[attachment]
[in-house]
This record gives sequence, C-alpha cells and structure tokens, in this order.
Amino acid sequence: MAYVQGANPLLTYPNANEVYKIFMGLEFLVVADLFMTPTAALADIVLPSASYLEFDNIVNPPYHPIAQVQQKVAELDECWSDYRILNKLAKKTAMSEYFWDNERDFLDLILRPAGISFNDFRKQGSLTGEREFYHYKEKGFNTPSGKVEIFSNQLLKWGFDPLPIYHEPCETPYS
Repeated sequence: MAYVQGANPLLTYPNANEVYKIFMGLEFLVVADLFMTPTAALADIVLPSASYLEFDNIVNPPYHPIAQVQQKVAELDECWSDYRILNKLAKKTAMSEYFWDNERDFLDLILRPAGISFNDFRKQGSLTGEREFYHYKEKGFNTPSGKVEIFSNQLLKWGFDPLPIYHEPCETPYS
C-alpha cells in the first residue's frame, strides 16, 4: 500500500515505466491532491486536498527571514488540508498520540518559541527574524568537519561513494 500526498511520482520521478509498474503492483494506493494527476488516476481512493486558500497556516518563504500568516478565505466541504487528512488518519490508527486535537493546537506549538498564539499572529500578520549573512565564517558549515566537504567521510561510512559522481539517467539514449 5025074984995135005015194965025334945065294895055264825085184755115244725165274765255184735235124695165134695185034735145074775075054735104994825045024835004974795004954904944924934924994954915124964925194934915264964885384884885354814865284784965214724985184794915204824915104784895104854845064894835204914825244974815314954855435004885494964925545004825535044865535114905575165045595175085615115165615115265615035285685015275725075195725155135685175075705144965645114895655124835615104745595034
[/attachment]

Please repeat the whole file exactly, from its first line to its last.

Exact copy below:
[in-house]
This record gives sequence, C-alpha cells and structure tokens, in this order.
Amino acid sequence: MAYVQGANPLLTYPNANEVYKIFMGLEFLVVADLFMTPTAALADIVLPSASYLEFDNIVNPPYHPIAQVQQKVAELDECWSDYRILNKLAKKTAMSEYFWDNERDFLDLILRPAGISFNDFRKQGSLTGEREFYHYKEKGFNTPSGKVEIFSNQLLKWGFDPLPIYHEPCETPYS
Repeated sequence: MAYVQGANPLLTYPNANEVYKIFMGLEFLVVADLFMTPTAALADIVLPSASYLEFDNIVNPPYHPIAQVQQKVAELDECWSDYRILNKLAKKTAMSEYFWDNERDFLDLILRPAGISFNDFRKQGSLTGEREFYHYKEKGFNTPSGKVEIFSNQLLKWGFDPLPIYHEPCETPYS
C-alpha cells in the first residue's frame, strides 16, 4: 500500500515505466491532491486536498527571514488540508498520540518559541527574524568537519561513494 500526498511520482520521478509498474503492483494506493494527476488516476481512493486558500497556516518563504500568516478565505466541504487528512488518519490508527486535537493546537506549538498564539499572529500578520549573512565564517558549515566537504567521510561510512559522481539517467539514449 5025074984995135005015194965025334945065294895055264825085184755115244725165274765255184735235124695165134695185034735145074775075054735104994825045024835004974795004954904944924934924994954915124964925194934915264964885384884885354814865284784965214724985184794915204824915104784895104854845064894835204914825244974815314954855435004885494964925545004825535044865535114905575165045595175085615115165615115265615035285685015275725075195725155135685175075705144965645114895655124835615104745595034